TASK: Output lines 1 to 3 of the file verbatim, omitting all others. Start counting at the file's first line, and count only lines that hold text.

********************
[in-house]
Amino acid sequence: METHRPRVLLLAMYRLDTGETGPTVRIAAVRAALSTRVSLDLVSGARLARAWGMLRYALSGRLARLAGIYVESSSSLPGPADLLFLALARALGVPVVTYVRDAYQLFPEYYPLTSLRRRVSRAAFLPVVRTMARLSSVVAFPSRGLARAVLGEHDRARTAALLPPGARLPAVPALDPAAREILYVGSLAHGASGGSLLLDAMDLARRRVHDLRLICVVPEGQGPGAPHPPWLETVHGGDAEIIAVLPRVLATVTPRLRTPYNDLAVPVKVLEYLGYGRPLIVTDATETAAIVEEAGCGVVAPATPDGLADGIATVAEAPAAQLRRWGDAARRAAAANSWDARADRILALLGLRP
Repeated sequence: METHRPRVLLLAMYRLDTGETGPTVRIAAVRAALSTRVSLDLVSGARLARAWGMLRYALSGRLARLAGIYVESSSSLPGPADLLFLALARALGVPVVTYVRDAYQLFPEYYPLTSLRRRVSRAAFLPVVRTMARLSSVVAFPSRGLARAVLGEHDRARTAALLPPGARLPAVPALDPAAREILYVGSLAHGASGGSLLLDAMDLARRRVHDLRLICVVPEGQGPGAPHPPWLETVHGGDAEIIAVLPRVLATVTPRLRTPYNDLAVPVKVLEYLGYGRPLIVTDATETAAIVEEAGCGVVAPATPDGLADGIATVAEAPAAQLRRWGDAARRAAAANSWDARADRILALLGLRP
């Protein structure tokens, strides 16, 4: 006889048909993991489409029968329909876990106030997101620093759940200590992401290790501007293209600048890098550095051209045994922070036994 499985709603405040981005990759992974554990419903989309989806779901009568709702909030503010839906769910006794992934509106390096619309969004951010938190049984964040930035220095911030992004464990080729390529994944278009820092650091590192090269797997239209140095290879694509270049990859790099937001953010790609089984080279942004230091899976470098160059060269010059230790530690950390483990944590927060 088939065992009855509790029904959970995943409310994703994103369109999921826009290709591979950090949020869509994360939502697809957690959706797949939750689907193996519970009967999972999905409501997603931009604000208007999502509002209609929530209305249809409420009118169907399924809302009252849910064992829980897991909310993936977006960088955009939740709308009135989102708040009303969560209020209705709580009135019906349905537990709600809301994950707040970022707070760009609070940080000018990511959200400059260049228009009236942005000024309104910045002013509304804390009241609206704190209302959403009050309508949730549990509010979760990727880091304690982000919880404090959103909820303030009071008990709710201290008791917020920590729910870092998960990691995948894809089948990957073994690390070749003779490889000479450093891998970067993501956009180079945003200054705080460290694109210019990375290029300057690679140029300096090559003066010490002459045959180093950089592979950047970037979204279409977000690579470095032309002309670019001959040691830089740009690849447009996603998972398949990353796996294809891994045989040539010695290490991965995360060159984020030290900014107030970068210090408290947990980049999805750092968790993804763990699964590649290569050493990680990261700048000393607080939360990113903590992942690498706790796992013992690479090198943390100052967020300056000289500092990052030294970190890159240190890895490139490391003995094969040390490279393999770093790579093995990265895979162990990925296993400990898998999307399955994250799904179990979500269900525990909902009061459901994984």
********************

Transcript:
[in-house]
Amino acid sequence: METHRPRVLLLAMYRLDTGETGPTVRIAAVRAALSTRVSLDLVSGARLARAWGMLRYALSGRLARLAGIYVESSSSLPGPADLLFLALARALGVPVVTYVRDAYQLFPEYYPLTSLRRRVSRAAFLPVVRTMARLSSVVAFPSRGLARAVLGEHDRARTAALLPPGARLPAVPALDPAAREILYVGSLAHGASGGSLLLDAMDLARRRVHDLRLICVVPEGQGPGAPHPPWLETVHGGDAEIIAVLPRVLATVTPRLRTPYNDLAVPVKVLEYLGYGRPLIVTDATETAAIVEEAGCGVVAPATPDGLADGIATVAEAPAAQLRRWGDAARRAAAANSWDARADRILALLGLRP
Repeated sequence: METHRPRVLLLAMYRLDTGETGPTVRIAAVRAALSTRVSLDLVSGARLARAWGMLRYALSGRLARLAGIYVESSSSLPGPADLLFLALARALGVPVVTYVRDAYQLFPEYYPLTSLRRRVSRAAFLPVVRTMARLSSVVAFPSRGLARAVLGEHDRARTAALLPPGARLPAVPALDPAAREILYVGSLAHGASGGSLLLDAMDLARRRVHDLRLICVVPEGQGPGAPHPPWLETVHGGDAEIIAVLPRVLATVTPRLRTPYNDLAVPVKVLEYLGYGRPLIVTDATETAAIVEEAGCGVVAPATPDGLADGIATVAEAPAAQLRRWGDAARRAAAANSWDARADRILALLGLRP